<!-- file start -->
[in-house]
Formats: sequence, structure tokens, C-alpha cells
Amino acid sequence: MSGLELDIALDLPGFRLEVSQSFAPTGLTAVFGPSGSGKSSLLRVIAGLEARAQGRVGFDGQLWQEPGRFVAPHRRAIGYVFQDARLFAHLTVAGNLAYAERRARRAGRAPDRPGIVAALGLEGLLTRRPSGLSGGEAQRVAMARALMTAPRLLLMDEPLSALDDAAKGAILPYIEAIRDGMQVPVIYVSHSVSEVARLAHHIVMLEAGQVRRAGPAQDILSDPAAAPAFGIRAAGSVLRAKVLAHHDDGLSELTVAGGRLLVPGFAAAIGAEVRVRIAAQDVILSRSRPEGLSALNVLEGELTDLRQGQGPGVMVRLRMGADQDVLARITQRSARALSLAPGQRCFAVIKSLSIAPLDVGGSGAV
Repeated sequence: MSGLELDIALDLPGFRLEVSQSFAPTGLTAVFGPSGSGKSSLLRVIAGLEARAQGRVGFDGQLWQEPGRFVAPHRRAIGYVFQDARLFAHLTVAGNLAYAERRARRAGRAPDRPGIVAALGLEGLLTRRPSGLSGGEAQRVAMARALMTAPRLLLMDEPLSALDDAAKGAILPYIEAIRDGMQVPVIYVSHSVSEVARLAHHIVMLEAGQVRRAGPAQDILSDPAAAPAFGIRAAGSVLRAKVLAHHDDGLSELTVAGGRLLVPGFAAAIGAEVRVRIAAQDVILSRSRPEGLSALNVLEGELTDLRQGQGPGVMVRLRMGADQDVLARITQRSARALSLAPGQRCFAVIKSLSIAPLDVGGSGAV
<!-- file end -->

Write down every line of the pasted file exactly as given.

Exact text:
[in-house]
Formats: sequence, structure tokens, C-alpha cells
Amino acid sequence: MSGLELDIALDLPGFRLEVSQSFAPTGLTAVFGPSGSGKSSLLRVIAGLEARAQGRVGFDGQLWQEPGRFVAPHRRAIGYVFQDARLFAHLTVAGNLAYAERRARRAGRAPDRPGIVAALGLEGLLTRRPSGLSGGEAQRVAMARALMTAPRLLLMDEPLSALDDAAKGAILPYIEAIRDGMQVPVIYVSHSVSEVARLAHHIVMLEAGQVRRAGPAQDILSDPAAAPAFGIRAAGSVLRAKVLAHHDDGLSELTVAGGRLLVPGFAAAIGAEVRVRIAAQDVILSRSRPEGLSALNVLEGELTDLRQGQGPGVMVRLRMGADQDVLARITQRSARALSLAPGQRCFAVIKSLSIAPLDVGGSGAV
Repeated sequence: MSGLELDIALDLPGFRLEVSQSFAPTGLTAVFGPSGSGKSSLLRVIAGLEARAQGRVGFDGQLWQEPGRFVAPHRRAIGYVFQDARLFAHLTVAGNLAYAERRARRAGRAPDRPGIVAALGLEGLLTRRPSGLSGGEAQRVAMARALMTAPRLLLMDEPLSALDDAAKGAILPYIEAIRDGMQVPVIYVSHSVSEVARLAHHIVMLEAGQVRRAGPAQDILSDPAAAPAFGIRAAGSVLRAKVLAHHDDGLSELTVAGGRLLVPGFAAAIGAEVRVRIAAQDVILSRSRPEGLSALNVLEGELTDLRQGQGPGVMVRLRMGADQDVLARITQRSARALSLAPGQRCFAVIKSLSIAPLDVGGSGAV